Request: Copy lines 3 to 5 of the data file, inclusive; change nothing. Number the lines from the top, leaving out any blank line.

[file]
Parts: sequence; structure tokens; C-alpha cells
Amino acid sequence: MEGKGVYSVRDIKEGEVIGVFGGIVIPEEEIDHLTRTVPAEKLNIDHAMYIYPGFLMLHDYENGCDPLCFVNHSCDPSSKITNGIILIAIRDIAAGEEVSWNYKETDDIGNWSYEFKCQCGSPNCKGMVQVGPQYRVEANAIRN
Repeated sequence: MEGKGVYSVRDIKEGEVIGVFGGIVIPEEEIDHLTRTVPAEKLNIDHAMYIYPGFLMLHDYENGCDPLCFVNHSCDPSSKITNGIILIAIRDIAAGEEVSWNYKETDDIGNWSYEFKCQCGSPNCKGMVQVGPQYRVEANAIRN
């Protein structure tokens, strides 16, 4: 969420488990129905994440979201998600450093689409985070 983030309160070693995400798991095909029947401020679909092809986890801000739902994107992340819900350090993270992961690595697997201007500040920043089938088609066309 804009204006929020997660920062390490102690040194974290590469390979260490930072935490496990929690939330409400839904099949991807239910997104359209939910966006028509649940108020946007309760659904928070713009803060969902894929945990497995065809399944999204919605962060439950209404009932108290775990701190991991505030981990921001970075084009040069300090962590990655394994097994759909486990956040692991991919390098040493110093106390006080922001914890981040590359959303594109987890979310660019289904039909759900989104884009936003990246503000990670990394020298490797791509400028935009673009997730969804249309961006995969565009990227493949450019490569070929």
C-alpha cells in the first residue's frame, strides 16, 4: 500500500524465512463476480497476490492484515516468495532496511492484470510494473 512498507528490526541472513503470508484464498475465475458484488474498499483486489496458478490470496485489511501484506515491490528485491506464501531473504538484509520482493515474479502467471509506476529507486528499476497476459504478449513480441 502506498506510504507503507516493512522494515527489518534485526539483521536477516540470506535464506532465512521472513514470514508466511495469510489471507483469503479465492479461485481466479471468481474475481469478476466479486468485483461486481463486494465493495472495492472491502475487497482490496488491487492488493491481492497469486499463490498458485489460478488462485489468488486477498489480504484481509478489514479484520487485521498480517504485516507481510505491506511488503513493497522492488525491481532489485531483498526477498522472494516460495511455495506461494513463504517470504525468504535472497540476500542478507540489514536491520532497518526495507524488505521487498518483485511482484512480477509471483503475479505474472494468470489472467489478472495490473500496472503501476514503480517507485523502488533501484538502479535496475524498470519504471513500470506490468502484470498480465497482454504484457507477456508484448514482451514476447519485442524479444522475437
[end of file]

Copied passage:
Repeated sequence: MEGKGVYSVRDIKEGEVIGVFGGIVIPEEEIDHLTRTVPAEKLNIDHAMYIYPGFLMLHDYENGCDPLCFVNHSCDPSSKITNGIILIAIRDIAAGEEVSWNYKETDDIGNWSYEFKCQCGSPNCKGMVQVGPQYRVEANAIRN
């Protein structure tokens, strides 16, 4: 969420488990129905994440979201998600450093689409985070 983030309160070693995400798991095909029947401020679909092809986890801000739902994107992340819900350090993270992961690595697997201007500040920043089938088609066309 804009204006929020997660920062390490102690040194974290590469390979260490930072935490496990929690939330409400839904099949991807239910997104359209939910966006028509649940108020946007309760659904928070713009803060969902894929945990497995065809399944999204919605962060439950209404009932108290775990701190991991505030981990921001970075084009040069300090962590990655394994097994759909486990956040692991991919390098040493110093106390006080922001914890981040590359959303594109987890979310660019289904039909759900989104884009936003990246503000990670990394020298490797791509400028935009673009997730969804249309961006995969565009990227493949450019490569070929």
C-alpha cells in the first residue's frame, strides 16, 4: 500500500524465512463476480497476490492484515516468495532496511492484470510494473 512498507528490526541472513503470508484464498475465475458484488474498499483486489496458478490470496485489511501484506515491490528485491506464501531473504538484509520482493515474479502467471509506476529507486528499476497476459504478449513480441 502506498506510504507503507516493512522494515527489518534485526539483521536477516540470506535464506532465512521472513514470514508466511495469510489471507483469503479465492479461485481466479471468481474475481469478476466479486468485483461486481463486494465493495472495492472491502475487497482490496488491487492488493491481492497469486499463490498458485489460478488462485489468488486477498489480504484481509478489514479484520487485521498480517504485516507481510505491506511488503513493497522492488525491481532489485531483498526477498522472494516460495511455495506461494513463504517470504525468504535472497540476500542478507540489514536491520532497518526495507524488505521487498518483485511482484512480477509471483503475479505474472494468470489472467489478472495490473500496472503501476514503480517507485523502488533501484538502479535496475524498470519504471513500470506490468502484470498480465497482454504484457507477456508484448514482451514476447519485442524479444522475437